Judicium Pillorie (The Judgment of the Pillory)
The Judgment of the Pillory provided the articles for inquests into violations
of the assizes of bread and beer, weights and measures, and forestalling. It appears in
about of quarter of the Common Law statute books written through the mid-14th century.
If a Baker or a brewer be convicted, because he has not observed the Assize of Bread
and Beer, the first, second, and third times, he shall be amerced according to his
offence; if it be not over-grievous; but if the offence be grievous and often, and will
not be corrected, then he shall suffer punishment of the body, that is to wit, a baker to
the pillory, and a brewer to the tumbrel, or some other correction.
First, six lawful men shall be sworn truly to gather all measures of the town, that is
to wit, bushels, half and quarter bushels, gallons, pottles, and quarts, as well of
taverns as of other places; measures and weights, that is to wit, pounds, half pounds, and
other little weights, wherewith bread of the town or of the court is weighed; that is to
say, one loaf of every sort of bread. And upon every measure, bushel, weight, and also
upon every loaf, the name of the owner distinctly written; and likewise they shall gather
the measures of mills. After which thing done, twelve lawful men shall swear to make true
answer to all such things as shall be demanded of them in the King's behalf upon articles
here following; and such things as be secret, they shall treat of secretly, and answer
privately. And the bailiffs shall be commanded to bring in all the bakers and brewers with
their measures, and all things under written.
First, they shall inquire the price of wheat, that is to wit, how a quarter of the best
wheat was sold the last market day, and how the second wheat, and how the third; and how a
quarter of barley and oats.
After, how the baker's bread does answer in his court, that is to wit, wastel and other
bread after wheat of the best, or of the second, or of the third price.
Also upon how much increase or decrease in the price of wheat a baker ought to change
the assize and weight of his bread.
Also how much the wastel of a farthing ought to weigh, and all other manner of bread,
after the price of a quarter of wheat that they present.
And for default in the weight of the bread, a baker ought to be amerced, or to be
judged unto the pillory, according to the law and custom of the court.
Also if any steward or bailiff, for any bribe, does release punishment of the pillory
and tumbrel, being already judged, or to be judged of right.
Also if they have in the town a pillory of convenient strength, as appertains to the
Liberty of their market, which they may use, if need be, without bodily peril either of
man or woman.
After, they shall inquire of the Assize and price of wine, after the departure of the
justices in eyre, or of them that were last in office of the market of the town; that is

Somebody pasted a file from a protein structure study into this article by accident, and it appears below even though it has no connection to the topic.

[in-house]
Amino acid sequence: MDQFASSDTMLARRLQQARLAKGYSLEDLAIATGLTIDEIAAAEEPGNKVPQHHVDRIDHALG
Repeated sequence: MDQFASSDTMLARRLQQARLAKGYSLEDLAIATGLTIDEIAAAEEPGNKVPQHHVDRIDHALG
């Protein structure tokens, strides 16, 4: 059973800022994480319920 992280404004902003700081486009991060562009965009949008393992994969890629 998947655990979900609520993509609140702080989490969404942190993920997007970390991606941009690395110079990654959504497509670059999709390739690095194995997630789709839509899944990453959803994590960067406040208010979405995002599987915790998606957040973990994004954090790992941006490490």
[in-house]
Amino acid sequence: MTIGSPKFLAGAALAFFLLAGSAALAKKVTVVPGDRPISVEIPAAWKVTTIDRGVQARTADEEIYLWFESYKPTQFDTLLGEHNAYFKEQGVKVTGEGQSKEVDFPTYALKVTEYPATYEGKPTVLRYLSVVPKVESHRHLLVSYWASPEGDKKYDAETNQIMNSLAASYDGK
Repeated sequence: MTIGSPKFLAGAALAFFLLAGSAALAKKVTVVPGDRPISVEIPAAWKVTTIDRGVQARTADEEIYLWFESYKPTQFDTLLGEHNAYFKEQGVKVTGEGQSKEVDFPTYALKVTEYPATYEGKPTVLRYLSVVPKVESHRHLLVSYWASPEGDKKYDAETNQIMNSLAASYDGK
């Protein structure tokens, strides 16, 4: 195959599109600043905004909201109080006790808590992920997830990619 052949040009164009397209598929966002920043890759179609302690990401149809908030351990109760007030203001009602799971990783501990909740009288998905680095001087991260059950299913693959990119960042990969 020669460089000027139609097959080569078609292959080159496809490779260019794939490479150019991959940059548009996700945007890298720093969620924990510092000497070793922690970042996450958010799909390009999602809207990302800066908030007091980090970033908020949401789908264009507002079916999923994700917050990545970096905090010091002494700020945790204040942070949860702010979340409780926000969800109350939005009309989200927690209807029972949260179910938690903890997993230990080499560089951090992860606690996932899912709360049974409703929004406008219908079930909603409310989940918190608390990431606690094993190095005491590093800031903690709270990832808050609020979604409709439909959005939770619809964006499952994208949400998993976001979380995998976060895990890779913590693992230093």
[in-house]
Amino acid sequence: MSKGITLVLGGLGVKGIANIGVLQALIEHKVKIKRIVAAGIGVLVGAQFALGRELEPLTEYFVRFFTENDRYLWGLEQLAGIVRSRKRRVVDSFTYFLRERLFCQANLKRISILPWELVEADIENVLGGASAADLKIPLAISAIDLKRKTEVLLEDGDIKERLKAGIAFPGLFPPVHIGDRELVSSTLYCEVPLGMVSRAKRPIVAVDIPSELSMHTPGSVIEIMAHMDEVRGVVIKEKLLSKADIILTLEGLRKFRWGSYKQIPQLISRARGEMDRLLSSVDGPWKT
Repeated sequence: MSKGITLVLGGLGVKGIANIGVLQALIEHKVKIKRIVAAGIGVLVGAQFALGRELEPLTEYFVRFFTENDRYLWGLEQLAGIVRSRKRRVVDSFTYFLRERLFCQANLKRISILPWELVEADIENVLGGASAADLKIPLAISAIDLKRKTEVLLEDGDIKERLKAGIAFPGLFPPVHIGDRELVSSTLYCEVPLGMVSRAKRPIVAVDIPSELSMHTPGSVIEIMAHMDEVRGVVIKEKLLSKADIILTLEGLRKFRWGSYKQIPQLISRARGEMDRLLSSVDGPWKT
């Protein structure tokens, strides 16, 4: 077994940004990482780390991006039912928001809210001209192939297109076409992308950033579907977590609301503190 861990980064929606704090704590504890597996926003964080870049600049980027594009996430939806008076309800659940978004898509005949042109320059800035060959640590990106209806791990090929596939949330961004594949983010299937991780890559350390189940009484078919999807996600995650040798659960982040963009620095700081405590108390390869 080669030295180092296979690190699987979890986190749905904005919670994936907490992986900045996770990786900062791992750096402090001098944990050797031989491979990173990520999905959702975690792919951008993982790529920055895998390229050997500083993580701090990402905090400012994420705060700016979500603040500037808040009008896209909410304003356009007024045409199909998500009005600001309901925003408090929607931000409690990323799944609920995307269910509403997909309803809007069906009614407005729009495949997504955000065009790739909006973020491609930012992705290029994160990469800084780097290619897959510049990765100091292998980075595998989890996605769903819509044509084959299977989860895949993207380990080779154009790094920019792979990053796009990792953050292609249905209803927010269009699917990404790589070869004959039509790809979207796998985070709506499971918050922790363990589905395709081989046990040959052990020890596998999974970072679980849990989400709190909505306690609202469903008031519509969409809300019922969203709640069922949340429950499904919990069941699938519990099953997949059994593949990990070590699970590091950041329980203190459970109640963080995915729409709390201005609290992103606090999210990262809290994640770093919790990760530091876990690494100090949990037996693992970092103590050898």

to say, of the Vintner's names, and how they sell a gallon of wine: and if any corrupted
wine be in the town, or such as is not wholesome for man's body.
Also of the assize of Beer in the court of the town how it is, and whether it be
observed; and if not, how much [how many?] brewers have sold contrary to the assize; and
they shall present their names distinctly and openly, and they shall be amerced for every
default, or be judged to the tumbrel, if they sell contrary to the assize.
Also if there be any that sell by one measure, and buy by another. Also if any do use
false yards, weights, or measures.
And if any butcher do sell contagious flesh, or that died of the murrain. Also they
shall inquire of Cooks that seethe flesh or fish with bread or water, or any otherwise,
that is not wholesome for man's body, or after that they have kept it so long that it
loses its natural wholesomeness, and then seethe it again, and sell it; or if any do buy
flesh of Jews, and then sell it to Christians.
When a quarter of barley is sold for two shillings, then four quarts of beer shall be
sold for a penny; when for two shillings sixpence, then seven quarts of beer shall be sold
for tuppence; when for three shillings, then three quarts for one penny; when for three
shillings sixpence, then five quarts for tuppence; when it is sold for four shillings,
then two quarts at one penny. And so from henceforth the prices shall increase and
decrease after the rate of sixpence.
From: A. Luders, ed., The Statutes of the Realm: Printed by Command of His Majesty
King George the Third, in Pursuance of an Address of the House of Commons of Great
Britain, From Original Records and Authentic Manuscripts, 11 vols., (London: Record
Commission, 1810-1828), Vol. I, pp. 201-202.
Scanned by Jerome S. Arkenberg, Cal. State Fullerton. The text may have been modernized
by Prof. Arkenberg.
This text is part of the Internet
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© Paul Halsall, August 1998